It is important to distinguish the difference and variance between editorial content and advertising content.

Editorial content and news content is actual content developed and created to inform, inspire or entertain the reader. Advertising content is content that is paid to produce and feature/run. Essentially it is a message paid for by a third party company.

Last week I picked up a magazine and shifted through the first 102 pages, which included the cover and inside cover. In that review, 40% of the content was news/editorial, 60% was advertising. 5 of the pages were advertorials.

An advertorial is an advertisement designed to look like it is editorial content. The FTC, which protects consumers against misleading information, states that advertorials are permissible provided there is a “disclosure made in simple, unequivocal language” where it says “Advertisement.” You’ve probably seen this in magazine where a page looks like an article, but above it says Advertisement to indicate that this feature was paid for.

In fact, many magazines and now created branded content called “native advertising” which are ad campaigns designed and geared to look like original editorial content that is part of the magazine.

It is simple enough to understand why. Most people are have become really good at ignoring advertisements so native advertising is a way to appear to readers that might not be ignored at first. The goal is to keep readers engaged with the advertisements as it is stylistically matching the rest of the magazine.

There are publications that are actually setting up branded content teams that are still separate from the editorial teams to preserve editorial integrity and ethics.

The balance is a very precarious one, as publishers know full well that readers do not want too much advertising in a magazine, however the magazine is primarily paid for from advertisers. Yet without subscriptions, there won’t be advertisers to support the magazine. Thus the three parties constantly try to find a working balance where the readers get what they want, advertisers get a return on their investment and publishers are able to profit with the magazine.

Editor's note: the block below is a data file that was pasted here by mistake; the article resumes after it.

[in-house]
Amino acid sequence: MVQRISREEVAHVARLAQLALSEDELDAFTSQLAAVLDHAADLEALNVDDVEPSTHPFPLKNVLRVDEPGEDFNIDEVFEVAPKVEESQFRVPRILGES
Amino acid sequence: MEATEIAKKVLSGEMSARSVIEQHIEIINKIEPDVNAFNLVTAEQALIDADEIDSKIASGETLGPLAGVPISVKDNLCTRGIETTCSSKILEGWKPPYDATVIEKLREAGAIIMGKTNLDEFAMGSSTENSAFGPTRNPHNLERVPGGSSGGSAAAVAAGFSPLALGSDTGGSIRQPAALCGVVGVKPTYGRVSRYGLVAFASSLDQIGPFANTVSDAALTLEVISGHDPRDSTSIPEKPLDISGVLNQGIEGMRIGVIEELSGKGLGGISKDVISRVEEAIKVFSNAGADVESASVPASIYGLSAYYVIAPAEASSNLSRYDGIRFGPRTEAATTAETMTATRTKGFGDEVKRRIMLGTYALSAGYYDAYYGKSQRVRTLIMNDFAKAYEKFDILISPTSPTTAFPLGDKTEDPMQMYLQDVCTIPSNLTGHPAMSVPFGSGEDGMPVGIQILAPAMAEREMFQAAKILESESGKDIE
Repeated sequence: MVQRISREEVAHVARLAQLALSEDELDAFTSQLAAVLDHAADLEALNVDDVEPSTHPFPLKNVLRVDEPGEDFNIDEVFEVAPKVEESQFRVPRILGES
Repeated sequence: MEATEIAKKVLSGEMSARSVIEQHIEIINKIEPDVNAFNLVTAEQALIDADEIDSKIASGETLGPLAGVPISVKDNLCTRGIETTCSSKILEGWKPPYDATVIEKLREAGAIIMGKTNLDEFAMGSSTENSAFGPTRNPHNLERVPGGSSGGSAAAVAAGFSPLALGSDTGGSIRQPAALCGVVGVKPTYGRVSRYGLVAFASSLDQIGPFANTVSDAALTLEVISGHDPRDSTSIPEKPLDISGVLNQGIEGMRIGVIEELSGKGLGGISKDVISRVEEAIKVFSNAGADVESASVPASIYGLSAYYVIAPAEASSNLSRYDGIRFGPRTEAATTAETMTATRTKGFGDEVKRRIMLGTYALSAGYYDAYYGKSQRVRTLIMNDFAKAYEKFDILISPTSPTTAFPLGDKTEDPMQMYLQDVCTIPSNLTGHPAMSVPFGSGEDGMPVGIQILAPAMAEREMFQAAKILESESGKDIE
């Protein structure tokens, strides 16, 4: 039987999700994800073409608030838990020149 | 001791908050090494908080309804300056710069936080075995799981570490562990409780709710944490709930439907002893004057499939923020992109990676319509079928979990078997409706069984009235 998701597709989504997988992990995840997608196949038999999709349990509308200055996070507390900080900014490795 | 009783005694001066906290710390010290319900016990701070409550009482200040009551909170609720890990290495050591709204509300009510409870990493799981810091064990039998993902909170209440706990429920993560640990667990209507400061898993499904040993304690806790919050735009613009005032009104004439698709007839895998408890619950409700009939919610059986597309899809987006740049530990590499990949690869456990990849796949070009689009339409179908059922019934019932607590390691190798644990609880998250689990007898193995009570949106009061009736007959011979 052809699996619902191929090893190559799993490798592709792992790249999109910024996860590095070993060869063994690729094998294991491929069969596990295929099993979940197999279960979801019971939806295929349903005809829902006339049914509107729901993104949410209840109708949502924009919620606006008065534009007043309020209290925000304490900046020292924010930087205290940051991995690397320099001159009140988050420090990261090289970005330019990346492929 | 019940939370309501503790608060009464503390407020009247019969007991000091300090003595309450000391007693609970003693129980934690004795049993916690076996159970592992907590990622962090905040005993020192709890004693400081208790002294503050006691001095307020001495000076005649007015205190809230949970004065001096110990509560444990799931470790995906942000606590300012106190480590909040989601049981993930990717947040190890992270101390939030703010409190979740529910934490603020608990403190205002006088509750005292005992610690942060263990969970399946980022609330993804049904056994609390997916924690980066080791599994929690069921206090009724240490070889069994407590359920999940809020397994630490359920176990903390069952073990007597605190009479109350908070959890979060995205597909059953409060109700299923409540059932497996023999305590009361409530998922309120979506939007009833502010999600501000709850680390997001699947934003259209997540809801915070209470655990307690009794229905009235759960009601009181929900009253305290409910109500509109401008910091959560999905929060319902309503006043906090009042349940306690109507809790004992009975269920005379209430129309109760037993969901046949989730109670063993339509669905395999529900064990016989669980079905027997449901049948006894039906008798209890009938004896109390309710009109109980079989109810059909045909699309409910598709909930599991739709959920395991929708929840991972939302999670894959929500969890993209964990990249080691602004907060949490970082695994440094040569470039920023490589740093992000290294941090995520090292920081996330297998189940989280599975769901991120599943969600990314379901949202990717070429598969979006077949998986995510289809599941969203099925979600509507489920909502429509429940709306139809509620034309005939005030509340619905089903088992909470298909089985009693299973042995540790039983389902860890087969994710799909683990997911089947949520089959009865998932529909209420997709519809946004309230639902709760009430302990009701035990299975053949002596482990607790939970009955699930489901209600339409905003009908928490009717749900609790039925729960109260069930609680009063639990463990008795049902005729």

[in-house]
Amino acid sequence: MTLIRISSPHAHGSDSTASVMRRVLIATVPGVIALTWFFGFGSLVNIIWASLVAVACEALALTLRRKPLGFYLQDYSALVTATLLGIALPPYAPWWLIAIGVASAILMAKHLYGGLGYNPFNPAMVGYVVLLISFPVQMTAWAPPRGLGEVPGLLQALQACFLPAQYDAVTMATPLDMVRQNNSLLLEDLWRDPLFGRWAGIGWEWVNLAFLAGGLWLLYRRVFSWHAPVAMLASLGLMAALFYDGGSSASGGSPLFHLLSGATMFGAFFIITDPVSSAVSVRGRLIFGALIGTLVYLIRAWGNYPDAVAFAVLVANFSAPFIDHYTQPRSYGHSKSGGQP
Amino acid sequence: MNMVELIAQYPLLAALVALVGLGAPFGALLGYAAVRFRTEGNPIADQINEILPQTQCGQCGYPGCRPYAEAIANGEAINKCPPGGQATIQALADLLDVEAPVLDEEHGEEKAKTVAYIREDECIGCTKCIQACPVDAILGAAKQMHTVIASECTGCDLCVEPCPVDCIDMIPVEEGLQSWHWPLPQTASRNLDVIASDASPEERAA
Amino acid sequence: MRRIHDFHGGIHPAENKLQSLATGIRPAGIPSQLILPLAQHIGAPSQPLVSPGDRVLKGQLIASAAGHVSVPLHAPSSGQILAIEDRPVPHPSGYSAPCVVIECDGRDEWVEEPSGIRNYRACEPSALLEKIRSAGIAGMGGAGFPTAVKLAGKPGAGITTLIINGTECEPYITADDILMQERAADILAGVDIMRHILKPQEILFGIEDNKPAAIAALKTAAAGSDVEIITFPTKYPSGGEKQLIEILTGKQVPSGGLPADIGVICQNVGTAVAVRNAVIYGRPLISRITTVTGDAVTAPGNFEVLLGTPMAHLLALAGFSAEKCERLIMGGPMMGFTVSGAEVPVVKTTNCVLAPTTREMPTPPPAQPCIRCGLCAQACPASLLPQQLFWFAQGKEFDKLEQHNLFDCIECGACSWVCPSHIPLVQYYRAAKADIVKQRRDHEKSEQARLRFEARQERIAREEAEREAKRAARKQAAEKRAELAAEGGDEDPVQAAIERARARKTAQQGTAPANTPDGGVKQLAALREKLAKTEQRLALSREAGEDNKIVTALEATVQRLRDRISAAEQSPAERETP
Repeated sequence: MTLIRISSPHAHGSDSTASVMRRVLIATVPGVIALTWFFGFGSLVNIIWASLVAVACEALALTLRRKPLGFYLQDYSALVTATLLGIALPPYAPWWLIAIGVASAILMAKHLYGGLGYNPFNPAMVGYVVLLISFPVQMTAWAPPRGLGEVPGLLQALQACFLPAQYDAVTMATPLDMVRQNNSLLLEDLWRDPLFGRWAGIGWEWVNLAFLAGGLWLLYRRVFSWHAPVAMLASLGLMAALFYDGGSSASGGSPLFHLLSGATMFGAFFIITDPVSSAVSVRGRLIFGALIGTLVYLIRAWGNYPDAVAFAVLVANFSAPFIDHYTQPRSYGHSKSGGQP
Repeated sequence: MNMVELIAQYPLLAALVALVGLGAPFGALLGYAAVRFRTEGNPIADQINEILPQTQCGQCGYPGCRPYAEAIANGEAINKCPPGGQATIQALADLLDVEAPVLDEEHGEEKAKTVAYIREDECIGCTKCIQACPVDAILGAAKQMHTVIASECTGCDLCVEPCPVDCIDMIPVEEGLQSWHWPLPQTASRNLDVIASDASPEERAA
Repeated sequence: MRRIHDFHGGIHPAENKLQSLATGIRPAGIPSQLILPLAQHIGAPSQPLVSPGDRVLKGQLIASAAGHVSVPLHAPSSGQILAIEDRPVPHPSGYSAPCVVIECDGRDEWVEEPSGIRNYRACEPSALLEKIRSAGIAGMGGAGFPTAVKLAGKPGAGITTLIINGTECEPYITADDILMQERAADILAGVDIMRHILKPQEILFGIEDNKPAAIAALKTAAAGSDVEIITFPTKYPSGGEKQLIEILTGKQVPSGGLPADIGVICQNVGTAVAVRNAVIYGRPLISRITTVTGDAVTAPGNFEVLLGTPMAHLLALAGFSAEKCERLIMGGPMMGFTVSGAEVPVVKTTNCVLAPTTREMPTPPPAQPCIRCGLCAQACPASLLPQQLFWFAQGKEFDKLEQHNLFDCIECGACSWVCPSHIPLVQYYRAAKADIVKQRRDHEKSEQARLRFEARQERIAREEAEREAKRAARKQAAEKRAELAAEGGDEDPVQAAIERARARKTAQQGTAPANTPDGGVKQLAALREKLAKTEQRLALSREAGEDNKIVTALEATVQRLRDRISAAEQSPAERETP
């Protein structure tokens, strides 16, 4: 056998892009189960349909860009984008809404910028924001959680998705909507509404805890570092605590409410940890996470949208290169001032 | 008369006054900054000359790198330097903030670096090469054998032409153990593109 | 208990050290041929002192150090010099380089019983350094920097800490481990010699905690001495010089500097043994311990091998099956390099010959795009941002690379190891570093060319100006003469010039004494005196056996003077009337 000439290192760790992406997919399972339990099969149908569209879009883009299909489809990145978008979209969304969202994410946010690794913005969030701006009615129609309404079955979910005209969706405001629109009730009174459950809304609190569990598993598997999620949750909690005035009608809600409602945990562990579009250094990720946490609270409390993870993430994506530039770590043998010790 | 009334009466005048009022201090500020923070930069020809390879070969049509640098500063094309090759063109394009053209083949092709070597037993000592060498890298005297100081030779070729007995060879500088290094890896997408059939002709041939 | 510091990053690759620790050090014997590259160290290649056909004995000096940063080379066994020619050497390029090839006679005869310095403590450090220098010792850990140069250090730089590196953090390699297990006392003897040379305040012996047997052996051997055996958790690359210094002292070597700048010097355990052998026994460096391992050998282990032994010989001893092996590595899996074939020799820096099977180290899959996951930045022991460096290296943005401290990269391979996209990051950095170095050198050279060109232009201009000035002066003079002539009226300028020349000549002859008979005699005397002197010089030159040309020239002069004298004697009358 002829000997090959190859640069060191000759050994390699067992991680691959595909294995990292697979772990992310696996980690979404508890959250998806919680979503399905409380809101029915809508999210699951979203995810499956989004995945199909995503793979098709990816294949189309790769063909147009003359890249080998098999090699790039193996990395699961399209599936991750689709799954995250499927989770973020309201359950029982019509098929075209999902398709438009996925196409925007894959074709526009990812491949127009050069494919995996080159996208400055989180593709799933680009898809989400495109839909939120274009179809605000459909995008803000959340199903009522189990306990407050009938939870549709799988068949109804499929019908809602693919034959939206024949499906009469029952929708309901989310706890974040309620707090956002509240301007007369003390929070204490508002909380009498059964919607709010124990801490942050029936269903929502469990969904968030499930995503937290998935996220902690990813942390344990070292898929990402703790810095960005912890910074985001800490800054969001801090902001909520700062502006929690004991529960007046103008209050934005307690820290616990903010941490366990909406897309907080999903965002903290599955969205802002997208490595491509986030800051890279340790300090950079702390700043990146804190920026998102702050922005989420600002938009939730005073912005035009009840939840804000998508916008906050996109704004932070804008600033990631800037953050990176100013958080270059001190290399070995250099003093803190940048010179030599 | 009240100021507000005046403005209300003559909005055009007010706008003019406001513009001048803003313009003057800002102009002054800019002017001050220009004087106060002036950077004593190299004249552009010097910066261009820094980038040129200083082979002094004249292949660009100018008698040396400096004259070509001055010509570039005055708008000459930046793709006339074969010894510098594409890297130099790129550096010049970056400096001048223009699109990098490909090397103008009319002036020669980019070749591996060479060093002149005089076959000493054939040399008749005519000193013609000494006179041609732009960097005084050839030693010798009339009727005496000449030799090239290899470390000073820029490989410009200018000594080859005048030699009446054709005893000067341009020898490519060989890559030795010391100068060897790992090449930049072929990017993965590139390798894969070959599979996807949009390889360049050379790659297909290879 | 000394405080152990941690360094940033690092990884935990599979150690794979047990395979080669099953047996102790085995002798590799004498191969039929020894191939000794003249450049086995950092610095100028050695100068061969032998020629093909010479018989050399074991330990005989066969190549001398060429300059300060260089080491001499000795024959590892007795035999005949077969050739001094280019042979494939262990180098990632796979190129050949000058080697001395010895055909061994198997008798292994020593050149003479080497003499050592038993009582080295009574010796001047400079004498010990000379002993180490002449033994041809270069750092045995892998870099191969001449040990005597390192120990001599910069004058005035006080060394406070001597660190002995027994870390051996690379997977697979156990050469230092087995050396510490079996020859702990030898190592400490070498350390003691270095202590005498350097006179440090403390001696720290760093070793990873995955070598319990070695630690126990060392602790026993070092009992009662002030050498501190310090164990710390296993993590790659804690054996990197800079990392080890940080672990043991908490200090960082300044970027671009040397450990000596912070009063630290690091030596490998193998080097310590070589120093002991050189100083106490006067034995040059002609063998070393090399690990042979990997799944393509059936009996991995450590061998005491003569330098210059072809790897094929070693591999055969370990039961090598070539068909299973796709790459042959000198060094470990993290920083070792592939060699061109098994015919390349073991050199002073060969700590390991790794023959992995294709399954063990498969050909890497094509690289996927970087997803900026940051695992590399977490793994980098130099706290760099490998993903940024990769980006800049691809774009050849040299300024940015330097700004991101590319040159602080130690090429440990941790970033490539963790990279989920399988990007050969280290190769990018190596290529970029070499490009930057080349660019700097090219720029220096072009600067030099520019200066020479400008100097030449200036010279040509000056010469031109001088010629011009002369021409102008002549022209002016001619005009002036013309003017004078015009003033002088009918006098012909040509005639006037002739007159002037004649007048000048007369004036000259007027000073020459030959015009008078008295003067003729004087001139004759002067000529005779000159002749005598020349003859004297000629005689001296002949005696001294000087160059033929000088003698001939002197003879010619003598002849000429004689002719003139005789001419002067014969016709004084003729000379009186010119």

Overall, most parties can agree that there needs to be transparency. Readers should know what content is paid for and what content is genuine editorial/news content. The reality is that if people feel fooled, they will not give their attention again.

“The more advertising is in a given medium, the less effective each individual advertisement is,” – Al Ries & Laura Ries, The Fall of Advertising & The Rise of PR

Consider for a moment how many advertisements you see in a given day. There are ad banners or pop ups in our e-mails, there are newsletters and spam we receive in our inbox, there are the ads running alongside and in the middle of articles we read online, there are ads in our morning paper, as soon as we turn on the TV, on Pandora as we drive to work, on bumper stickers, on the sides of buildings, on billboards, in magazines in SMS texts, the list goes on.

The overabundance of advertising has left a negative perception on ads and the result, as stated above, is we often end up ignoring most messages we come across. The response is that advertising messages have had to get more creative and original to try to capture our attending. Advertising has become an art form.

We see product placements in TV and in movies, celebrity casual endorsements of products anything that we were not expecting to catch our attention and pause, if only for a moment.

Granted, we are warned not to believe everything you read – but can you deny that people are influenced by the news they watch or the publications they read?

So consider which then has more weight in your mind as it relates to credibility. Or, better stated, which would you believe more – a news/editorial story or an advertisement?

Hardly anyone would pick the advertisement.

James Patrick
IG @jpatrickphoto